A DERMATOLOGIST FOR YOUR SKIN PROBLEMS
A dermatologist is a doctor that specializes in treating skin, hair, nail, and mucous membrane disorders and diseases.
They can also address cosmetic issues, helping to revitalize the appearance of the skin, hair, and nails.
When to see a dermatologist
If skin, hair, or nail symptoms are not responding to home treatment, it may be time to seek professional attention.
If concerns are cosmetic, a person can seek out a specialized cosmetic dermatologist.
It is important for people to discuss any upcoming dermatological treatments with their insurance providers, who often do not fund cosmetic procedures.
Be sure to obtain copies of any medical reports, consultation notes, and diagnostic test results to assure the insurer of the medical necessity of the treatment.
What to do if you have an urgent issue
If you have an urgent issue, getting a dermatology appointment can sometimes be tough. Currently, there aren’t enough specialists to meet patient needs, and many focus on surgical or cosmetic rather than medical dermatology.
If you do have an urgent need for a dermatologist, do it this approach:
- Call your dermatologist and discuss your symptoms in detail.
- If you can’t get in to see him or her right away, call around and find an office that can see you sooner.
- Keep in touch with your first choice to watch for cancellations.
- See your primary care provider and ask him or her to reach out to your dermatologist.
Some offices, particularly those in academic medical centers, offer same-day appointments for patients with urgent problems, he says. Otherwise, for serious problems, you can expect to get in within two weeks. As a last resort, you can seek assistance in the emergency department.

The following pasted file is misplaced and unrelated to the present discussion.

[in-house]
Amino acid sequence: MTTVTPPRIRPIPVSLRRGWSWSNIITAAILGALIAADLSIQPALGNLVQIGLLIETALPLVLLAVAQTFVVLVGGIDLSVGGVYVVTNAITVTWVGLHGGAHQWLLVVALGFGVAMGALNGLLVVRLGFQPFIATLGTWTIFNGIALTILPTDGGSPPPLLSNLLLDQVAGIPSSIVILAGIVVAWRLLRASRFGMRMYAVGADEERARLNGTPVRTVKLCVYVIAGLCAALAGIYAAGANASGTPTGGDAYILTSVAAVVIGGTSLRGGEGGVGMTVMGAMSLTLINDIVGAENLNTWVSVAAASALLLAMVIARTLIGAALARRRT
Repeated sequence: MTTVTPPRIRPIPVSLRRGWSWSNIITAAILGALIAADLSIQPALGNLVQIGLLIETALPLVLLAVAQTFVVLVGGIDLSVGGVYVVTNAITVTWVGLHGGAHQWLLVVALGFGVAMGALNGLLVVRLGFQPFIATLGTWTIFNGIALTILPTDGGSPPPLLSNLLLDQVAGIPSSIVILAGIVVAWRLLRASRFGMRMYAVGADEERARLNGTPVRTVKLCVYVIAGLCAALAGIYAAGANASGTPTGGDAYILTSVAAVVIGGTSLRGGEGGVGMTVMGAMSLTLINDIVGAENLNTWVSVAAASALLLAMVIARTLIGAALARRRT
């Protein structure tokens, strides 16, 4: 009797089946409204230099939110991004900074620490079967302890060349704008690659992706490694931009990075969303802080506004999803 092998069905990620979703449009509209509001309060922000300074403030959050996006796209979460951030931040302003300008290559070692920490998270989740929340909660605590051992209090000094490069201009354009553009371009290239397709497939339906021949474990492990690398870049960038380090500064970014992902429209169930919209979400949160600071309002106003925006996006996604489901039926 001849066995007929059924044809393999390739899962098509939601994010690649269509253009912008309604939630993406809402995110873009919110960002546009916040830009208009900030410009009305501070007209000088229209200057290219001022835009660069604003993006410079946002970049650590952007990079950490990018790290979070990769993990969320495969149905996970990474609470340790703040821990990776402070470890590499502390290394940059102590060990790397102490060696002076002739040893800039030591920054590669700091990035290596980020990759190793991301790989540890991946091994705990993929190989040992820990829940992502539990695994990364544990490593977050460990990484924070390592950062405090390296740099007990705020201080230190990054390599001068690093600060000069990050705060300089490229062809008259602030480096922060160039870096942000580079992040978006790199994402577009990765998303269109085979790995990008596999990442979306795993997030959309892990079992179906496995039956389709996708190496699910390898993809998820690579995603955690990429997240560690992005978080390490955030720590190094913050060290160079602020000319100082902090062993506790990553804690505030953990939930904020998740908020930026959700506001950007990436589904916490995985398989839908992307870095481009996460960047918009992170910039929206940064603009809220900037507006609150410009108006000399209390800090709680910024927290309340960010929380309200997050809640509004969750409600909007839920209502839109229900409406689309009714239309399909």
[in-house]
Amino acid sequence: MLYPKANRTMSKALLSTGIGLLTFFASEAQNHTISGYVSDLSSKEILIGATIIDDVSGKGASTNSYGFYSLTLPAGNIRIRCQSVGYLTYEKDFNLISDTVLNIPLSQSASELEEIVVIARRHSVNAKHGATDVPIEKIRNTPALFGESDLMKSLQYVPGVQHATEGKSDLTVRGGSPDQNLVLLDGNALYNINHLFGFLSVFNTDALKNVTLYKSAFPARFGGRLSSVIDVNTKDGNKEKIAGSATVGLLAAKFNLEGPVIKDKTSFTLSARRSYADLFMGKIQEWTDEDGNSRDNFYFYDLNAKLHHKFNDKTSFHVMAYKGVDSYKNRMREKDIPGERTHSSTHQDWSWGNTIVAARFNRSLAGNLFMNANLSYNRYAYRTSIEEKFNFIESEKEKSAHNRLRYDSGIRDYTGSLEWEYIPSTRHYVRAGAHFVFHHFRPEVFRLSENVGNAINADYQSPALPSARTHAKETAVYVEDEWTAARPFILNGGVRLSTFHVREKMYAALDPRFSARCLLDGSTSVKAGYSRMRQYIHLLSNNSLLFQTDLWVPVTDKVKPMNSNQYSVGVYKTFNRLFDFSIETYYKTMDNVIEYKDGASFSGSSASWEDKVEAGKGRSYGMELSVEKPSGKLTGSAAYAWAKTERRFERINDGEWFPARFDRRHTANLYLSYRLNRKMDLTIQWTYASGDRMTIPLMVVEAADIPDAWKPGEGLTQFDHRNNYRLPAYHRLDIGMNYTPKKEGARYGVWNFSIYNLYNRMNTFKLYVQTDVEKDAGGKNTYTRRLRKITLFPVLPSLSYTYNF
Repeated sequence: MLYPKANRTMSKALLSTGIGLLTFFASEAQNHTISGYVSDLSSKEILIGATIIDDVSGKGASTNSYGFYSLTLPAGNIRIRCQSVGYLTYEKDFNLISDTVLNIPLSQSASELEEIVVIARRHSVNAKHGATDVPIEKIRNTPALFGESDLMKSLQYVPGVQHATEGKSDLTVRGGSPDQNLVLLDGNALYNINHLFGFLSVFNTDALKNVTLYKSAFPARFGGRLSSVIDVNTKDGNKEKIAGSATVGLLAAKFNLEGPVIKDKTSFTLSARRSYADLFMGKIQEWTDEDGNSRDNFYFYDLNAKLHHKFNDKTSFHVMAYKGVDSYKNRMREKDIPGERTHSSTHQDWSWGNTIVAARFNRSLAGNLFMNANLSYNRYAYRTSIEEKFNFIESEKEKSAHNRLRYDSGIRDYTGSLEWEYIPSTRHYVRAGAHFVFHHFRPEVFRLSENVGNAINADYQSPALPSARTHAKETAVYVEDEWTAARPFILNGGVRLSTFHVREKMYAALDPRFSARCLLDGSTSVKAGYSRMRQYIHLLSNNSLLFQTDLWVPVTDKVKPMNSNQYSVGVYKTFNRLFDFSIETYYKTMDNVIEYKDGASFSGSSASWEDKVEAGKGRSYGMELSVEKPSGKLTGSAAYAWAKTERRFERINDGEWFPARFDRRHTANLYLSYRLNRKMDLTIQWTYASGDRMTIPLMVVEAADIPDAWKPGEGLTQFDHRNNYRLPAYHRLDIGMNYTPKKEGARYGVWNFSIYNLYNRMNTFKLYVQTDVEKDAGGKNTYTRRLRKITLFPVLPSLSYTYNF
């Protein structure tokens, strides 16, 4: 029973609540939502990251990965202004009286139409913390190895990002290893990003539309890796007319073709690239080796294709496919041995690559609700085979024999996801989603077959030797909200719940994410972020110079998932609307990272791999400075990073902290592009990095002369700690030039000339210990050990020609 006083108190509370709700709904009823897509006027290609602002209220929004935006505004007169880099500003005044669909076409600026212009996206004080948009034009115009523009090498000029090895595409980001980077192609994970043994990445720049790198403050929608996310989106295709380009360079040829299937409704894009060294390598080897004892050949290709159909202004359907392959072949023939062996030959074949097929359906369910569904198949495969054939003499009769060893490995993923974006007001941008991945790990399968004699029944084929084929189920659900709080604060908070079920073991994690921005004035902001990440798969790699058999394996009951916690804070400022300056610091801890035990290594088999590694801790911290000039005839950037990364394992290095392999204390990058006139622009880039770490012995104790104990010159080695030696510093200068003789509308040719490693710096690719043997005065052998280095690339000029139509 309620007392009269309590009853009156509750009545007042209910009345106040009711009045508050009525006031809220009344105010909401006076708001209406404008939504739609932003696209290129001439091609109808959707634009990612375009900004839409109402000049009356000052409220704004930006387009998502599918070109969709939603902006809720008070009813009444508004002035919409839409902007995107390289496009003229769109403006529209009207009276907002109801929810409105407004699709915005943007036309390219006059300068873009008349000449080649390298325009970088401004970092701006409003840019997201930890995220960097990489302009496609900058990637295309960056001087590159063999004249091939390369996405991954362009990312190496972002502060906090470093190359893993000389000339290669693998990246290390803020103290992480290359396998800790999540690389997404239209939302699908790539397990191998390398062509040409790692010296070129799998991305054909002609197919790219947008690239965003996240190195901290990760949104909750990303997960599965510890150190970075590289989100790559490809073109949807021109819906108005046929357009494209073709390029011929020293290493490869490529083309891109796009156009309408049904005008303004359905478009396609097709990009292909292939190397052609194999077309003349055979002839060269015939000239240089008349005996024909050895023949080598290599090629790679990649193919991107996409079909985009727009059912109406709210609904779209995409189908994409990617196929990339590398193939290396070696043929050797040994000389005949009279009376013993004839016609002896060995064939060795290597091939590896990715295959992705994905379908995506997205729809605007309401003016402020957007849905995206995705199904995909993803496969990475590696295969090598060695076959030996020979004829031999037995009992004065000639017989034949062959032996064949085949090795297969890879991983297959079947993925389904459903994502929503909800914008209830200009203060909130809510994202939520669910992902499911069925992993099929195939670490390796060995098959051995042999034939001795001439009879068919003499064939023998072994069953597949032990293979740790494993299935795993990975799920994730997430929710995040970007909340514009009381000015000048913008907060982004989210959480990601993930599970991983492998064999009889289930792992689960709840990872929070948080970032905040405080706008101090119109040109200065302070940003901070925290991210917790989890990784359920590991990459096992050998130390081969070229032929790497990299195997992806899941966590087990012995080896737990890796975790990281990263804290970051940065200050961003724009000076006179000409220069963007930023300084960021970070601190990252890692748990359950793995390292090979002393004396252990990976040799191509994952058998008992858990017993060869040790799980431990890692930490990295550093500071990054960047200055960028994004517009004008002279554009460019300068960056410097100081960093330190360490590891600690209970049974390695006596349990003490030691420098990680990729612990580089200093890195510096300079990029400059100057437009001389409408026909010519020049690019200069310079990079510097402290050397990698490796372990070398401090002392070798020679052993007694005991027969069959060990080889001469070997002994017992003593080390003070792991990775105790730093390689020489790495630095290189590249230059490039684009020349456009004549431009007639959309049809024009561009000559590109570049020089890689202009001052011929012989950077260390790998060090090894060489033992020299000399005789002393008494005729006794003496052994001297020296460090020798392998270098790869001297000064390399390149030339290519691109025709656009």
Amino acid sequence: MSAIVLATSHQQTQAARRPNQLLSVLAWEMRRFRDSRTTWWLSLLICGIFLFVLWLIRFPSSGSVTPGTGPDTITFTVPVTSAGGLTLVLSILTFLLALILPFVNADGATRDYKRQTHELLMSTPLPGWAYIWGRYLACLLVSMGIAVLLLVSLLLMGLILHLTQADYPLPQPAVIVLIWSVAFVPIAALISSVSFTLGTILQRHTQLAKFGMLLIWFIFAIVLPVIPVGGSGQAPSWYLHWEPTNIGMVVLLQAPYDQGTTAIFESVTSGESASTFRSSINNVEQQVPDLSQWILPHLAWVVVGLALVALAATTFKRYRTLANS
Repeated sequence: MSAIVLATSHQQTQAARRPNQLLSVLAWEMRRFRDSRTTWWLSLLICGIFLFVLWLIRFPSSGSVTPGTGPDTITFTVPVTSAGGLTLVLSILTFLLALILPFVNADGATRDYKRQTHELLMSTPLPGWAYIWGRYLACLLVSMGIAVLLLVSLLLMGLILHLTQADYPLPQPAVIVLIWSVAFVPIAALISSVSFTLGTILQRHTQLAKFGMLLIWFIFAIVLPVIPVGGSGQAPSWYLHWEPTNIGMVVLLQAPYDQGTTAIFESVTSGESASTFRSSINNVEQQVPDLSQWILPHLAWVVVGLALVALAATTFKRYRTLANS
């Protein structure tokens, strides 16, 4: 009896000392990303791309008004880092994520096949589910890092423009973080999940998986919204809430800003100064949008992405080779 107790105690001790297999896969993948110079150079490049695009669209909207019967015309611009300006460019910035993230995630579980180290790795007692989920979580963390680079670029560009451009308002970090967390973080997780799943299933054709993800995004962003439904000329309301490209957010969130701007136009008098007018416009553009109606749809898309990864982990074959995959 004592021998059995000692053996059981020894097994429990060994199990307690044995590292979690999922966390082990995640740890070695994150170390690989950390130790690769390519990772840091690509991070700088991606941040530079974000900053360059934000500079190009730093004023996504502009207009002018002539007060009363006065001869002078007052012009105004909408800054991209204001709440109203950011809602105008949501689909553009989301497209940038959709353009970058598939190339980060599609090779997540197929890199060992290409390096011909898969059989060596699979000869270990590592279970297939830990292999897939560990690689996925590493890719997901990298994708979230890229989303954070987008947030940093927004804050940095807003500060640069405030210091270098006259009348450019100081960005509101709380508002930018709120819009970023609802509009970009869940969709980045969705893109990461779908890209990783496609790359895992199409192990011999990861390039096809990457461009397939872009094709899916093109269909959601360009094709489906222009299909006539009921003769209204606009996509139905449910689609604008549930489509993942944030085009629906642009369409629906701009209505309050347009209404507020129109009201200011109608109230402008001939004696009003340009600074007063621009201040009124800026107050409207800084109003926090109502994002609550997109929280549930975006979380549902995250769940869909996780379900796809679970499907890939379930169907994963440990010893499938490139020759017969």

How to Choose a Doctor to Treat Psoriasis
A doctor who specializes in skin care, called a dermatologist, can be a big help with your psoriasis. He’ll be up to date on all the triggers you should avoid, symptoms, and treatments.
When you look for a dermatologist, start by asking your primary care doctor for a recommendation. You can also check with the American Academy of Dermatology, which has lists of specially trained doctors. A nearby medical school is another resource.
Questions to Ask a Dermatologist
Ask these questions to help you choose the right doctor for you:
- Does your office accept my insurance?
- How quickly can I schedule a visit?
- Do you have patient references?
- Are you available after hours?
- Do you have evening or weekend hours?
- Do you have a special area of interest in skin care?
- How many patients with psoriasis have you treated?
- Do you offer biologic therapies for psoriasis?
Top Common Skin Problems
If you’re living with skin problems, you’re probably facing a lot more challenges than people think. Individuals with recurring dermatological issues potentially face a number of emotional hurdles as well, including things like depression and lack of confidence.
Luckily, there are answers. The dermatology field has advanced by leaps and bounds and can provide solutions for a large number of skin conditions. The first step is pinpointing exactly what the issue is. You can then seek out the proper medical help you need.
To help you on your road to clearer skin, we’ve compiled a list of the most common dermatology problems and their symptoms.